The Guiding Hand

 

One of the components of the Black Cube of the Invisible Sun game that we haven’t talked about much is the GM’s notebook, which we’re calling The Guiding Hand. It sounds, perhaps, like a blank notebook for GMs, but it’s much more than that. First and foremost, this is a tool for organizing your various plot lines. As I’ve said many times before, characters in Invisible Sun don’t advance in level or tier. They advance by moving, step-by-step, through one or more story arcs, each time earning a few points to spend on new capabilities, secrets, spells, and so on. But because each player has their own individual story arcs, it can be difficult for a GM to keep track of it all. Because of course the group will also have its own larger arcs and plots and stories.

So a game master has to have a way of measuring those story arcs. The GM notebook includes a way to manage all of that. But it’s even more than that. It will actually offer a lot of prompts and suggestions for how to organize these stories to keep them moving forward. It will include reminders of individual story points. You can almost think of it as a day planner for your campaign.

Lastly, GM notebook goes a bit further and offers ideas for new potential arcs and events that a GM can use or ignore as they like. For example, it might suggest that, if you have a player who really likes the idea of advancing in her order, now would be a good time to introduce a new story arc based on that by means of an invitation to dinner from someone higher in her order.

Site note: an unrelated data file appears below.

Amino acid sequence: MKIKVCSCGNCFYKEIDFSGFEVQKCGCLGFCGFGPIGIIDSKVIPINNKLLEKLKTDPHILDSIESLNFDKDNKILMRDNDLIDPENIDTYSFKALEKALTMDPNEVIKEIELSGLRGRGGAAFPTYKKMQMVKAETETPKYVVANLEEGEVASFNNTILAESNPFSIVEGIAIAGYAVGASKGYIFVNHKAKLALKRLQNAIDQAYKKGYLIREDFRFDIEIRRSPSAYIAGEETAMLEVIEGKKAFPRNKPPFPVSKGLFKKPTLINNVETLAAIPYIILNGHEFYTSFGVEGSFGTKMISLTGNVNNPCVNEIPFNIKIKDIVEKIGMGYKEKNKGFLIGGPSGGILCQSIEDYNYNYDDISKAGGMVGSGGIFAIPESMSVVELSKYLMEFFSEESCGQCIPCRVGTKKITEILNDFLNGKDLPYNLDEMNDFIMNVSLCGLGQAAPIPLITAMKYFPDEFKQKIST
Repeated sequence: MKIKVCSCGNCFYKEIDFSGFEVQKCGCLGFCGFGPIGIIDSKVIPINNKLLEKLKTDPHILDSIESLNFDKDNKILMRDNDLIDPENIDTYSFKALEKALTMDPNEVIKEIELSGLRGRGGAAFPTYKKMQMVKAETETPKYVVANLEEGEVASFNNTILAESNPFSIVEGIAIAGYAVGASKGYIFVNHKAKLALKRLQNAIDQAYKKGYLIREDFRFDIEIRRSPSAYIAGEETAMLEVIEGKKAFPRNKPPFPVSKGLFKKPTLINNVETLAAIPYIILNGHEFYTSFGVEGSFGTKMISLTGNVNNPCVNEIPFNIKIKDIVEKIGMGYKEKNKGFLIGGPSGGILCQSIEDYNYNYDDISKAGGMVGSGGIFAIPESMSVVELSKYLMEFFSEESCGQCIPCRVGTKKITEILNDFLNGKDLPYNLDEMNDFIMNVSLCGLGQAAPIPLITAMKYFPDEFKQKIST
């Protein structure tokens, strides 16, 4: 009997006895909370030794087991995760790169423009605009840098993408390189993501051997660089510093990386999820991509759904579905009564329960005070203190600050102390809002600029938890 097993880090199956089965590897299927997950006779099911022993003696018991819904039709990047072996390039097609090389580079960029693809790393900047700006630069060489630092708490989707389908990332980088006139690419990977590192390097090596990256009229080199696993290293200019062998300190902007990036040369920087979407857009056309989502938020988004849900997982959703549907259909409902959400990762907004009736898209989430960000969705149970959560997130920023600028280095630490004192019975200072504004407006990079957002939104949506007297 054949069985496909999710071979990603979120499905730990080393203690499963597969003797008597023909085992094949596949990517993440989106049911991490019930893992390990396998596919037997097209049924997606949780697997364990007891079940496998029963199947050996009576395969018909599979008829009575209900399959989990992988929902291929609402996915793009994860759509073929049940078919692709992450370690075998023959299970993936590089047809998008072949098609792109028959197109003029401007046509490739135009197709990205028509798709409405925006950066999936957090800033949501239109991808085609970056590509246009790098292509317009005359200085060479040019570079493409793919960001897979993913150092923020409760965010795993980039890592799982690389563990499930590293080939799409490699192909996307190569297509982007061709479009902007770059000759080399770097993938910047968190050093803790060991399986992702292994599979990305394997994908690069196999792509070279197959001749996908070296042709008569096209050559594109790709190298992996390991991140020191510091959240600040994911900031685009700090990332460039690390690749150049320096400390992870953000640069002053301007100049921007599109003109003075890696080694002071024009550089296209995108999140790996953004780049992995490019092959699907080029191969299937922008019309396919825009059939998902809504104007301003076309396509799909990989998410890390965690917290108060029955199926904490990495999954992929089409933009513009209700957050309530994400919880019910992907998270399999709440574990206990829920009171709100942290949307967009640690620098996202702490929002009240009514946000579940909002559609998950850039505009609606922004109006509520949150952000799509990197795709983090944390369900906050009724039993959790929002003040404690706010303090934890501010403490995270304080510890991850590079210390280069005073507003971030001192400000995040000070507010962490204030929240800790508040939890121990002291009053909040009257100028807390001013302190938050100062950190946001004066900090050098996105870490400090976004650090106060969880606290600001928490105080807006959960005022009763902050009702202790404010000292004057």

That’s why it’s called The Guiding Hand. It’s not a campaign, but a tool to help you create and manage one of your own.

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Monte Cook
Monte Cook

Monte Cook has written hundreds of roleplaying game products, along with numerous short stories, novels, nonfiction titles, and comic books. He is probably best known for his work on such notable titles as Planescape, Ptolus, the 3rd Edition of Dungeons & Dragons (which he codesigned with Jonathan Tweet and Skip Williams), Arcana Evolved, and of course Numenera and the Cypher System. He is a cofounder of Monte Cook Games, and is our lead designer.